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|Deaf culture||Deaf education & youth||Deaf history and current events|
Sururu, A. (1994). "Transmitting cultural values within the Burundi deaf community." In Erting, Carol J. et al (eds). (12/1994). Washington, DC : Gallaudet Univ. Press. ISBN: 1563680262. Text.
TFF Associates: Adolphe Sururu. During the last few years, I have been in different places in Europe especially in Belgium and Switzerland helping in training people from different fields to use non-violent communication tools in their professional and private life. Despite the fact that I was happy doing that, I also time and again regretted the fact I was not doing it where it was more needed: in my home land Burundi. So I returned recently. The task remains tremendous and I felt I should see if my hands, my head and my heart could bring any contribution.
umuco.com. (Bujumbura, le 24 avril 2003). Il faut promouvoir un débat contradictoire p r un langage soigné sans heurter les cœurs. Ce n'est un secret pour personne que la guerre qui sévit au Burundi depuis bientôt dix ans a entraîné une crise de confiance entre certains membres des communautés appartenant à des ethnies différentes.
Lane, H., Naniwe, A. & Sururu, A. A society without deaf education starts educating children with sign language. Abstract: In the spring of 1987, Assumpta Naniwe interviewed parents of deaf children in the Republic of Burundi, a densely populated, agrarian society dispersed over largely mountainous terrain in Central Atrica. There has been no official education of deaf children in Burundi, nor does there appear to be a manual language of broad communication. The interviews were conducted in Kirundi, tape recorded, transcribed and translated. A content analysis reveals the perception of deaf people by hearing adults unable to communicate with them.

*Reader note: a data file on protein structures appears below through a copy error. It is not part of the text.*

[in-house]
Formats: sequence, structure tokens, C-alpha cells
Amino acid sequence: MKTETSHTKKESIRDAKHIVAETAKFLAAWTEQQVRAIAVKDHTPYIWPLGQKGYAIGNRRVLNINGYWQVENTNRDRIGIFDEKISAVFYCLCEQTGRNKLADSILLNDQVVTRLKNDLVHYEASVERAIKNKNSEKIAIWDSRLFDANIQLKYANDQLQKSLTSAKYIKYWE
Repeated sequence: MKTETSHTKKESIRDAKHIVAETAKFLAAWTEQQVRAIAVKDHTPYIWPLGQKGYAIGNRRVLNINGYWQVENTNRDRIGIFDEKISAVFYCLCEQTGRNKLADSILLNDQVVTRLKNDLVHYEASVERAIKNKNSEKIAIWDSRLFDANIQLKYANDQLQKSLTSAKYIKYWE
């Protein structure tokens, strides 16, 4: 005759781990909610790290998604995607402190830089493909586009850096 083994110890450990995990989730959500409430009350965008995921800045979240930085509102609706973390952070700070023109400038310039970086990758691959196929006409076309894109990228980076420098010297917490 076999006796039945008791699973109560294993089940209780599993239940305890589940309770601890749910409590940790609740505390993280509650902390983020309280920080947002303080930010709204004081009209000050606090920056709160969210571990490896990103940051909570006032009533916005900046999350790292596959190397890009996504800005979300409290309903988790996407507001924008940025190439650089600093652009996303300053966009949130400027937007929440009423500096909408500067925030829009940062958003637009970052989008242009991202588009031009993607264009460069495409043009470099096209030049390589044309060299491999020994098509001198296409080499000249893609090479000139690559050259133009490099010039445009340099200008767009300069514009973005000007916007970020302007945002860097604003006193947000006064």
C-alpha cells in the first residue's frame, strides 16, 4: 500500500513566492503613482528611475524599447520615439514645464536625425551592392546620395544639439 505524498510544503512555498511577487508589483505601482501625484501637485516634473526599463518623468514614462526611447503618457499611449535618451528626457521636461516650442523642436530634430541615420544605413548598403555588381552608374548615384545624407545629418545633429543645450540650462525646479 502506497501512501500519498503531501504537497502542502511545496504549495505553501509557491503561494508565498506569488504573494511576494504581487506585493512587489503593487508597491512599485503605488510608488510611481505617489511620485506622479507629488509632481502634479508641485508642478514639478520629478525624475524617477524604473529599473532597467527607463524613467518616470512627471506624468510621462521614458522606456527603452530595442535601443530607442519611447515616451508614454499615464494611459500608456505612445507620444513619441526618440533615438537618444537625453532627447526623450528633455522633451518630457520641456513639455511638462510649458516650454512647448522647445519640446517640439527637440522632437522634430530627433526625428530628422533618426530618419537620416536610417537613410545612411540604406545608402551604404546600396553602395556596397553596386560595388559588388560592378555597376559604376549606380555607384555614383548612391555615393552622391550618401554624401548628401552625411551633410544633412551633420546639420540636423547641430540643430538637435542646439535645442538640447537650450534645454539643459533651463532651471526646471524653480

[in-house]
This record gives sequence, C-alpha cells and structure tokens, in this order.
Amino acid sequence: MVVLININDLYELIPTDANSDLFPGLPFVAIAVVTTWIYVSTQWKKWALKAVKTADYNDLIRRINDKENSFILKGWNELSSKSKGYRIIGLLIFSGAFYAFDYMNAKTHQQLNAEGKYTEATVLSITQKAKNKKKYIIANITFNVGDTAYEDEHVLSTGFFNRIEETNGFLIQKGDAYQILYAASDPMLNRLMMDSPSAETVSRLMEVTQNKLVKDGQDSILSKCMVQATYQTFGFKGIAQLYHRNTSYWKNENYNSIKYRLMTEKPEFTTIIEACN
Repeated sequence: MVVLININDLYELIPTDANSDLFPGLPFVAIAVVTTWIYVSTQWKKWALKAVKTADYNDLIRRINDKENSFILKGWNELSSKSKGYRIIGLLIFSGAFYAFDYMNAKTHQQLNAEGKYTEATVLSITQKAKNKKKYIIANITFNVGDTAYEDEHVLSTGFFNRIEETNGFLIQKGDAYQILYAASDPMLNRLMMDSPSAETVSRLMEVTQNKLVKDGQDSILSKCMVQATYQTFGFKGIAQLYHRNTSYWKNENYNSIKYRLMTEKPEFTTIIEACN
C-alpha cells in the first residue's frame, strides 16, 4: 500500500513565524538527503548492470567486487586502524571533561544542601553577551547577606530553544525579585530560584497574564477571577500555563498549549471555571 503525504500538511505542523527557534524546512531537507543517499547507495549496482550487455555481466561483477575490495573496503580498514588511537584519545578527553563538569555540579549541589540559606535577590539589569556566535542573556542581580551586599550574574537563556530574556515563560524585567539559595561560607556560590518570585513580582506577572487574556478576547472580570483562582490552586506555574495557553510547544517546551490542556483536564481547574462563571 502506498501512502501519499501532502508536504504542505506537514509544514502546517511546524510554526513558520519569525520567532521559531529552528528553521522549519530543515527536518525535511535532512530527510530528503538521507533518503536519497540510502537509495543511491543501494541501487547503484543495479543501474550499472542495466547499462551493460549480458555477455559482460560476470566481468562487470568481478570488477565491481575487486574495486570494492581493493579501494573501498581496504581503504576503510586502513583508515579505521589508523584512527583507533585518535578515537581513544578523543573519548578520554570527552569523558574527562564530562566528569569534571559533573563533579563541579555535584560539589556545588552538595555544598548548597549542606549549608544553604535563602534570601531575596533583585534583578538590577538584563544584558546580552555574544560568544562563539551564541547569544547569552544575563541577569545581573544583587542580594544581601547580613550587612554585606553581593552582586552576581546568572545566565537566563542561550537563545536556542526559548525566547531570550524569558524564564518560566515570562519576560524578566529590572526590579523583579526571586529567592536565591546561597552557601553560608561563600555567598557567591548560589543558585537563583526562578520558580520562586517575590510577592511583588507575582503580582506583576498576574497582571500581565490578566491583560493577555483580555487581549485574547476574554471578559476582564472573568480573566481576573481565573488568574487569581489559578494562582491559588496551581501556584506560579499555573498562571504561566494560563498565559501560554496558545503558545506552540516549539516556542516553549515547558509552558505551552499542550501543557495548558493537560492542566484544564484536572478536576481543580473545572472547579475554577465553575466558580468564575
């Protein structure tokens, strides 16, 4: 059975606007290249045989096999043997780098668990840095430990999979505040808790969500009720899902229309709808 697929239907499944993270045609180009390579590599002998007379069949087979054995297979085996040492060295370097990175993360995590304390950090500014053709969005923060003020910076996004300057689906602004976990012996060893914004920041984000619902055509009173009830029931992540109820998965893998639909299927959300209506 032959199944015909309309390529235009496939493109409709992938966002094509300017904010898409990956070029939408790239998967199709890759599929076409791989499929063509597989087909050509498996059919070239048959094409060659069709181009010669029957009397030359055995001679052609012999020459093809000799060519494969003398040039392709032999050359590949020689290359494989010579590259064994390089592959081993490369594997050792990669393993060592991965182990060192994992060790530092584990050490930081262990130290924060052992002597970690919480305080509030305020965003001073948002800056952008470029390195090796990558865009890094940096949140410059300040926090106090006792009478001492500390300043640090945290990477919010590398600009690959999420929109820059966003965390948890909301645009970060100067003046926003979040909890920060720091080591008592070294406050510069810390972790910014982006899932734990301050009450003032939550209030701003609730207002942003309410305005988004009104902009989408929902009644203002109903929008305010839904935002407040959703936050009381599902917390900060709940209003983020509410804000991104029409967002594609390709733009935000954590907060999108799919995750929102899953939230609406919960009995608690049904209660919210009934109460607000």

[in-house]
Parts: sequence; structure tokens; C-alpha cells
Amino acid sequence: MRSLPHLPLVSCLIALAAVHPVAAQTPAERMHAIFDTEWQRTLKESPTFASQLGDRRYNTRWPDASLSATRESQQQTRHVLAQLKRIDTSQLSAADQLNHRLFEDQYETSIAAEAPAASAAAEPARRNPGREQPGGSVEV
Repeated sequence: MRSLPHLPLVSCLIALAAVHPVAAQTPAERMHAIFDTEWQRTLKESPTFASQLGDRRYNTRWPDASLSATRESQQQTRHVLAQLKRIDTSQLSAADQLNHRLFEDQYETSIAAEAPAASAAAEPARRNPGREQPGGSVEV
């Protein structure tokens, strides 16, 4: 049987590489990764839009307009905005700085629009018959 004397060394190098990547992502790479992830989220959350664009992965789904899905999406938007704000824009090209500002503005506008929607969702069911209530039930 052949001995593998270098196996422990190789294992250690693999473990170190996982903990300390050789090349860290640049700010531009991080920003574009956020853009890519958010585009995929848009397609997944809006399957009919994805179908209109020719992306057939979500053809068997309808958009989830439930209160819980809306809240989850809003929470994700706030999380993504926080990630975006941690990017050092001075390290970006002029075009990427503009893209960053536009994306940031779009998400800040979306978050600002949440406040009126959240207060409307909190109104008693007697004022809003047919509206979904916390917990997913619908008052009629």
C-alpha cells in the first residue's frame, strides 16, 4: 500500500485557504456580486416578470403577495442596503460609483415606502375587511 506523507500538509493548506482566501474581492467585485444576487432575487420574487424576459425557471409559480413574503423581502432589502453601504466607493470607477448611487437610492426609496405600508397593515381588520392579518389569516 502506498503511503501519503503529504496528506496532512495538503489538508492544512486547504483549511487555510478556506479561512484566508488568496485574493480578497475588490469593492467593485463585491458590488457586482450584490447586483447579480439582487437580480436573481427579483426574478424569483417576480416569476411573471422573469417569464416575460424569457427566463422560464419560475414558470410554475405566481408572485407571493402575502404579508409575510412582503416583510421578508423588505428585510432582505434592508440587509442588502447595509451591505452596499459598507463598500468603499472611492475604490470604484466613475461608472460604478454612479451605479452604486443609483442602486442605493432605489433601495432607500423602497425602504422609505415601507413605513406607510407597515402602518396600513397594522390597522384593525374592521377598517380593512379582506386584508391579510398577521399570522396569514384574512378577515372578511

Naniwe, A. (1994). "The deaf child in Burundi society." In Erting, Carol J. et al (eds). (December 1994). Washington, DC: Gallaudet Univ. Press. ISBN: 1563680262.
Surdité en Afrique. 3. BURUNDI: École Ephphtha pour les sourds, B.P.122 Bujumbura, Burundi.
Miles, M. (2005). Deaf people living and communication in African histories, c. 960s - 1960s. There is strong documentary evidence that deaf or hearing impaired men and women, girls and boys, did occupy social space and took roles across the full spectrum of life throughout Africa in earlier centuries, living lives like everyone else and also having some different experiences. Traces and signs of deaf people appear in many sorts of historical document, such as travellers' accounts, legal and genealogical records, government, institutional and missionary archives, linguistic studies, literature, folklore, religious narrative, mime, dance and drama. Many of their experiences have involved severe economic poverty and adversity, stigmatising attitudes and exclusionary practices; yet this has not been the norm everywhere in Africa, and many deaf people have shown great resilience, perseverance, humour and ingenuity in their dealings and communications with the non-deaf world.